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Today's News

  • Magic moments on ice

    The Nutcracker, already breathtaking as a classic ballet, will hit the ice on Dec. 17 and four Shelby County youths are among the cast.

    Sophie Mackens, Sarah Dutton, Evan Whitlow and Bethany Perkins, all members of Louisville Skating Academy, will perform a variety of roles in LSA's annual production of the Nutcracker on Ice. 

    The four, along with the rest of the cast, have been preparing since October at Louisville's Iceland Sports Complex, practicing gravity defying jumps and dazzling spins.

  • Preparing for winter

    With the official start of winter looming on Dec. 21, Shelby’s road crews say preparations are nearly complete for inclement weather.

    Whether that weather comes in the form of ice, snow or sleet, Shelby County Road Supervisor Craig Myatt said his crews have readied their equipment and supplies are in.

  • A rocking Christmas

    Though it’s been two decades since it was home to a radio station, the building at 416 Main Street, now Crahan’s Wealth Management, is once again pumping out music and this time the tunes are accompanied by their own festive light production.

    Each night during the holiday season from 5 until 10 p.m., passerbys who tune into 88.5 FM can hear the tunes of the season with a synchronized light show dancing on the former WCND building. 

  • SHELBYVILLE CITY COUNCIL Council will consider revision to water and sewer fees

    Shelbyville Municipal Water and Sewer Manager Tom Doyle will present an ordinance establishing a revised schedule of charges for the Shelbyville Sewer and Water Commission to the Shelbyville City Council meeting at 6:30 p.m. Thursday at city hall, 315 Washington Street in Shelbyville.

    The proposed increase is 3.5 percent for both sewer and water.  Increases presented in 2014 were 3.5 percent on water and a 3.75 for sewer.  Doyle said the increases are necessary to keep up with increasing operational costs.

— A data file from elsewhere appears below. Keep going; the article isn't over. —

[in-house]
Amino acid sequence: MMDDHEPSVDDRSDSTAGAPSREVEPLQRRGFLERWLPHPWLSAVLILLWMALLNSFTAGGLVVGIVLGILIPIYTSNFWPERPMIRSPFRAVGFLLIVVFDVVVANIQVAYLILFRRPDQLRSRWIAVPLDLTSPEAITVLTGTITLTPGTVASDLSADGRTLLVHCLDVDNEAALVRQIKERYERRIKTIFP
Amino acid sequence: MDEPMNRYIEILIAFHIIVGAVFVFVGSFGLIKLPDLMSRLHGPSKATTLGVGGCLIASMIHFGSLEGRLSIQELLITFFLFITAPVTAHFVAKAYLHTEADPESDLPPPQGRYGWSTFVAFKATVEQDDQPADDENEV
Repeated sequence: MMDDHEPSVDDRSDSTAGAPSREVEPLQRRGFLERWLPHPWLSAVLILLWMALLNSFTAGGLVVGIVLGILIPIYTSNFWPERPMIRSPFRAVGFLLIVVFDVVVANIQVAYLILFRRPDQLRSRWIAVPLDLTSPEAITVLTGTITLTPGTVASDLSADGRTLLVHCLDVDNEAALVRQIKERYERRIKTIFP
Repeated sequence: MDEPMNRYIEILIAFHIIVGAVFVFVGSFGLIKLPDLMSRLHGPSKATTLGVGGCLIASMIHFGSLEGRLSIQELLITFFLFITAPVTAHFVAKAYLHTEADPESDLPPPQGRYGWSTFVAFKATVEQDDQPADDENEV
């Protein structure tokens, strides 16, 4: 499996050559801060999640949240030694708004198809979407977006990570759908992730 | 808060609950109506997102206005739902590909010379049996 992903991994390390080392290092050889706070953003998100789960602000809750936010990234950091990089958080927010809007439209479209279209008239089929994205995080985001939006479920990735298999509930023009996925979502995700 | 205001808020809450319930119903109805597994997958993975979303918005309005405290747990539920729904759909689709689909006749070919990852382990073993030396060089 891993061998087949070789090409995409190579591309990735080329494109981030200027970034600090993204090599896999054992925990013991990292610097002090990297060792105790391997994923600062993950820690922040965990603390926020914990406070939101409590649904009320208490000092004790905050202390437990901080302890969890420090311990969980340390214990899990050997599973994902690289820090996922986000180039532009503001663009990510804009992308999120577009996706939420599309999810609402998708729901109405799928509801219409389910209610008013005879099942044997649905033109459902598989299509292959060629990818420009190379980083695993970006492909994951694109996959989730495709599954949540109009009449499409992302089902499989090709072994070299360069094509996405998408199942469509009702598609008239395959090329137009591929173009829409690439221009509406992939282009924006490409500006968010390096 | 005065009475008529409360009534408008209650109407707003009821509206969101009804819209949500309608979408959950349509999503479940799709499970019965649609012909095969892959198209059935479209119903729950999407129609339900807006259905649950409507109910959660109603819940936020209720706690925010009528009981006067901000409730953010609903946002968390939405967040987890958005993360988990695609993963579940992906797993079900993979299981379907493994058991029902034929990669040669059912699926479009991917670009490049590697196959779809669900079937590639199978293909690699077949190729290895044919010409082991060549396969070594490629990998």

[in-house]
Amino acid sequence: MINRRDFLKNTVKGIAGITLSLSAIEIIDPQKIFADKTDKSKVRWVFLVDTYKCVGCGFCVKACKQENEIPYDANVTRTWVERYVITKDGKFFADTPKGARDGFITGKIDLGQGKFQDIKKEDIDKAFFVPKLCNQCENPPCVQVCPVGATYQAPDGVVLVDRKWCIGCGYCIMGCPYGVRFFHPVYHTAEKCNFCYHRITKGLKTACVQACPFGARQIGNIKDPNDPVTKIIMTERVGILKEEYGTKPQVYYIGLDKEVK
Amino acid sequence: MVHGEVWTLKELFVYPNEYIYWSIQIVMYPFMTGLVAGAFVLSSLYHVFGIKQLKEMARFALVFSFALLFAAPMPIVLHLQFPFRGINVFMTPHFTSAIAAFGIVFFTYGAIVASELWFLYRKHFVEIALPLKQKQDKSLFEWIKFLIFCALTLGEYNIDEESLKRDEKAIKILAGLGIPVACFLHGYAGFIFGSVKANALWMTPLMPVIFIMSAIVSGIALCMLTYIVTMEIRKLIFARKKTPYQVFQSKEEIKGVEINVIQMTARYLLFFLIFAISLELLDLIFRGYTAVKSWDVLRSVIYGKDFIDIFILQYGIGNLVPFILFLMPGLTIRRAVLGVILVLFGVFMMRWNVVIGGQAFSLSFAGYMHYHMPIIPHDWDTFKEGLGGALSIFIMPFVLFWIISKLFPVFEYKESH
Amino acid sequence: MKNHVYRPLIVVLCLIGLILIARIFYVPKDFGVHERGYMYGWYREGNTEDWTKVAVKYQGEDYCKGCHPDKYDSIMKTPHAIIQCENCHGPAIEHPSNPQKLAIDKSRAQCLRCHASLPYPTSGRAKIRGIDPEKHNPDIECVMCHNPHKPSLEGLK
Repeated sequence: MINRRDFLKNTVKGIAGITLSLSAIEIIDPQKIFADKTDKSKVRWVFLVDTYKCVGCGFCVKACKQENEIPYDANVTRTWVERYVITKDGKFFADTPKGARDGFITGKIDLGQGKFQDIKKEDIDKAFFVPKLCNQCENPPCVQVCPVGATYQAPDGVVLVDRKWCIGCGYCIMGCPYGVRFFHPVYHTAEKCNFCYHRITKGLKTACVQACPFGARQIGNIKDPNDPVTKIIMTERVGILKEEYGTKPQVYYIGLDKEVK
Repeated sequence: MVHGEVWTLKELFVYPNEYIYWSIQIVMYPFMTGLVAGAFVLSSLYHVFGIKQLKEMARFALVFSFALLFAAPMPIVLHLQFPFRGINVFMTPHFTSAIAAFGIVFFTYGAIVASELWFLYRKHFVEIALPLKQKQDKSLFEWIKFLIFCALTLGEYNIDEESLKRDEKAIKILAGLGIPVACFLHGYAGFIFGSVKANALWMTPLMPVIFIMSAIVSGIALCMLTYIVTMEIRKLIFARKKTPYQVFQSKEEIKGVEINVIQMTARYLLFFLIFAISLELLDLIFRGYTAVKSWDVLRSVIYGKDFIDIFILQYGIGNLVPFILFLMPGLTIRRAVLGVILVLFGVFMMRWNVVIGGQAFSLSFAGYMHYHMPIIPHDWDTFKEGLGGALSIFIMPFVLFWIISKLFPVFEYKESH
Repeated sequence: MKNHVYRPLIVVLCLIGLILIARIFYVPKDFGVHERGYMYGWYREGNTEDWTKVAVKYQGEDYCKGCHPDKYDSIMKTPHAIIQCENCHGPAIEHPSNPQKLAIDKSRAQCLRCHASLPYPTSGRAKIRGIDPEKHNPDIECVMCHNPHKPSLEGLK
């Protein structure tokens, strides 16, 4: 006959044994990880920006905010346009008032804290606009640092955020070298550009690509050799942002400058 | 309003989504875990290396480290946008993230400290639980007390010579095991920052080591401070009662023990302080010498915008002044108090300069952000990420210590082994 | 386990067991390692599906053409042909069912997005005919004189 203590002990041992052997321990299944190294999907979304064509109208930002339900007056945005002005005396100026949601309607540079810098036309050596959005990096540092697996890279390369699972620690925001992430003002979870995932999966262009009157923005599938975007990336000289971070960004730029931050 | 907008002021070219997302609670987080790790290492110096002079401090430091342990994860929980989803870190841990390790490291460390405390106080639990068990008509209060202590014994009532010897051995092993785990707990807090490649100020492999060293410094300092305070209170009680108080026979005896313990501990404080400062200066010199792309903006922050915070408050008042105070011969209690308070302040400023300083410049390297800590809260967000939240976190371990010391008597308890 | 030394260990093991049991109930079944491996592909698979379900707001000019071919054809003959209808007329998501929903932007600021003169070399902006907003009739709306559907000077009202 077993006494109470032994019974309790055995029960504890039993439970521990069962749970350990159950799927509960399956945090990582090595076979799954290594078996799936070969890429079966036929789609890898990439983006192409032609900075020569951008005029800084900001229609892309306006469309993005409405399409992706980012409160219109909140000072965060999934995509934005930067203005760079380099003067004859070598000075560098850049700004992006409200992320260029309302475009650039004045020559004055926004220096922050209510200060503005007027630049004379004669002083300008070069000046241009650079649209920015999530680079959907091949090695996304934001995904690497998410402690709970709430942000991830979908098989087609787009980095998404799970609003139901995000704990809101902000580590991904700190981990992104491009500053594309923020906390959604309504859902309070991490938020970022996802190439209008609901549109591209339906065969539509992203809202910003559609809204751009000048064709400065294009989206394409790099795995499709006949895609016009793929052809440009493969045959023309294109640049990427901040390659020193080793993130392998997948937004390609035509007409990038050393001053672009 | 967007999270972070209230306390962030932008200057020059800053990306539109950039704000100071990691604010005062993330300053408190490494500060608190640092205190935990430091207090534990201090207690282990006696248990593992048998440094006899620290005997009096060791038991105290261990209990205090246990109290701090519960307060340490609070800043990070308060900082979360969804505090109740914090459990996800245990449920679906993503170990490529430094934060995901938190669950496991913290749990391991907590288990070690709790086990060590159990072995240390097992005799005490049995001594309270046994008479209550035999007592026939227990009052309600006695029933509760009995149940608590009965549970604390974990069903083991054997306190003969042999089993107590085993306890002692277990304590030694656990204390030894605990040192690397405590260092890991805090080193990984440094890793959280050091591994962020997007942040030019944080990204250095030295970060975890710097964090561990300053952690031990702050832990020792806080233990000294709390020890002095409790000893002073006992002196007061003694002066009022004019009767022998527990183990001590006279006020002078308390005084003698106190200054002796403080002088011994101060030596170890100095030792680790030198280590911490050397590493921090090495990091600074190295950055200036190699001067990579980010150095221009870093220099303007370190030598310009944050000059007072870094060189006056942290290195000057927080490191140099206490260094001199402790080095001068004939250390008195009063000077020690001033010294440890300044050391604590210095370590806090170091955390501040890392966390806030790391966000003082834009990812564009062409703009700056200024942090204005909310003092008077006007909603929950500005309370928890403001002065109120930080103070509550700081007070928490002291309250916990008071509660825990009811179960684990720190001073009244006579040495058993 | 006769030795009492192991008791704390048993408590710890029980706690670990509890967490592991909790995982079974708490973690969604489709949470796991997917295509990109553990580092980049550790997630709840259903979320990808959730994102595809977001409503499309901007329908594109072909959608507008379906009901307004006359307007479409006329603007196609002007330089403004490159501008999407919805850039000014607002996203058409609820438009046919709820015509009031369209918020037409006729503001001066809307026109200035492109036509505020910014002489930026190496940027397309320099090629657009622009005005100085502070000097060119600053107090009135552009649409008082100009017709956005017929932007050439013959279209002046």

• McGinnis honored as Farmer of the Year

    Tom McGinnis smiled shyly as he approached the front of the room at Tuesday night’s 62nd Annual Farm-City Banquet, hosted by the Shelbyville Kiwanis Club, to claim his Farmer of the Year award.

    “I’m just very appreciative and very thankful,” he said humbly.

    McGinnis may be a man of few words, but he is also a man of many kind deeds and actions, as well as a great example of a hard working farmer.

    Nathan Poole, who introduced special guests, gave the crowd an example of McGinnis’ dedication to farming.

  • Basic plan in place for holiday traffic at mall

    Simpsonville and The Outlet Shoppes of the Bluegrass are prepped and ready to handle increased traffic flow starting today and throughout the holiday season.

    The pattern employed in the past has been pretty basic said Chip Minnis Simpsonville Police chief.

  • Learning is child’s play

    Thanks to a group of volunteers, dozens of children that attend the Dorman Preschool Center can now experience hands on learning outdoors.

    Laurie Cottrell, executive director of the Dorman Center, said she is pleased with the new combination outdoor classroom/playground.

    “In the last two or three years, the Dorman Preschool has been moving toward the Reggio Emilia [outdoor learning] approach and with that, also, a lot of nature is brought into the classroom and a lot of time being spent outdoors,” she said.

  • Giving back

     

  • Creating a cure one brick at a time

    While many kids their age are using Legos to destroy their bedroom floors, brother Max and Elliot Adkins are hoping to use the plastic bricks to better the world.

    Through the sale of Lego style bracelets and key chains, as well as countless donations, the boys are looking to raise money to help children fighting cancer.

    Inspired by a man named John O’Leary who suffered burns to his entire body as a child, the 11-year-old twin brothers started their own non-profit earlier this year.

  • A little holiday humanity

     

    In between the chaos of Black Friday shopping and dining on our abundance of leftovers, we can quickly forget about all of the blessings we counted at the table yesterday.  It’s easy to get wrapped up in the excitement of our wish lists and all we hope to unwrap on Christmas morning.  But it’s important to remember that not everyone this season is looking forward to a Merry Christmas.